‘Too Many Lives Have Been Lost’: Humanitarian Seng Raw on Kachin War
By Lahpai Seng Raw 10 June 2015
An event commemorating the fourth anniversary of the Kachin War, organized by the Kachin Peace Network, was held at the Micasa Hotel in Rangoon on June 9, 2015.
The focus of the event was support and care of civilians displaced by the war, and invited guests were mainly representatives from various international aid agencies and embassies.
The keynote address delivered by Lahpai Seng Raw, co-founder of the Metta Development Foundation and a 2013 Magsaysay awardee, is reproduced below in full.
Some of you might remember that when we gathered this time last year to commemorate the third anniversary of renewed fighting in the Kachin region, I concluded my address with an appeal that all of us do everything we can to avoid another anniversary of this terrible war. But here we are, yet again, pondering over the devastating effects of this protracted war, not just on the Kachins but on the nation as a whole as well.
To give you an update on the humanitarian situation of those displaced by the war—there are about 120,000 IDPs, living in deplorable conditions in 172 camps across Kachin and northern Shan States. The anxieties and challenges the IDPs face on a day-to-day basis continue unabated. In fact for some, the situation has become much worse.
Some have gone through multiple displacements, fleeing from one camp to another. Some who stayed close by to be able to go back and check on their homes, livestock and farms are in particular peril, as they are often caught in the crossfire of two warring armies.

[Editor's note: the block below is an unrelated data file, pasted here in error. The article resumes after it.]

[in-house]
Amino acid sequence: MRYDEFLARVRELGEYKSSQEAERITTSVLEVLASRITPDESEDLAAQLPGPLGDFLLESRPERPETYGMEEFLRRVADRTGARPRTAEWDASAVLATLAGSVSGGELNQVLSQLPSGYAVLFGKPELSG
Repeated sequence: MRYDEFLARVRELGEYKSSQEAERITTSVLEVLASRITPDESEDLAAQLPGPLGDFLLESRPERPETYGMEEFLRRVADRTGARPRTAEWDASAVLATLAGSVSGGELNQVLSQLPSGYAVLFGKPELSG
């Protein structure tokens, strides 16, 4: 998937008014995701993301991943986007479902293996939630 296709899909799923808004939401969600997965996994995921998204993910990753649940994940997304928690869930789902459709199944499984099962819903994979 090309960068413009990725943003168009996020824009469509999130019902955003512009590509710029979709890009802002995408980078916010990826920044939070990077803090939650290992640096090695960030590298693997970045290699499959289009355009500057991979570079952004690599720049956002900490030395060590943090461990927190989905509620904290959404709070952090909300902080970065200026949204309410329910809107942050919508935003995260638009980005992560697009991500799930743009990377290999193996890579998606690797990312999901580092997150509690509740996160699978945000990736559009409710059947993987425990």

Some 200 Namlin Pa residents, led to believe that the NCA draft agreement was a ceasefire agreement, went home and nearly lost their lives in the bombing raids carried out by two army fighter jets in the area on May 20.
Some IDPs, no longer able to withstand the harsh conditions of camp life, have made the heart wrenching decision of giving up the homes and farms they left behind to accept relocation elsewhere at government designated sites.
As the war enters its fourth year, the fatigue factor is settling in with donors, social organizations and host communities who have been looking after them for so long. Currently, the threat of food shortage is very real in IDP camps, as their daily food ration of MMK 400 per person has been reduced to a mere MMK 200 (about US 20 cents).
At borderland camps, there are about 15,000 children of school-going age with limited access to schools and other education opportunities. This year they face special difficulties as UNICEF and local aid organizations are no longer able to provide them with text books and other school materials as in previous years. Moreover, it has been four years that children from KIO [Kachin Independence Organization] schools have been barred from sitting for government university entrance exams. As a result, the higher education dreams of 1,430 IDP children have all but evaporated.
This kind of education wastage is causing the socio-economic gap between Central Myanmar [Burma] and the Kachin area to grow even wider. Perhaps it is a deliberate attempt to degrade Kachin ability to administer their own land, just as the tacit policy of allowing an unchecked flow of drugs is ruining Kachin lives.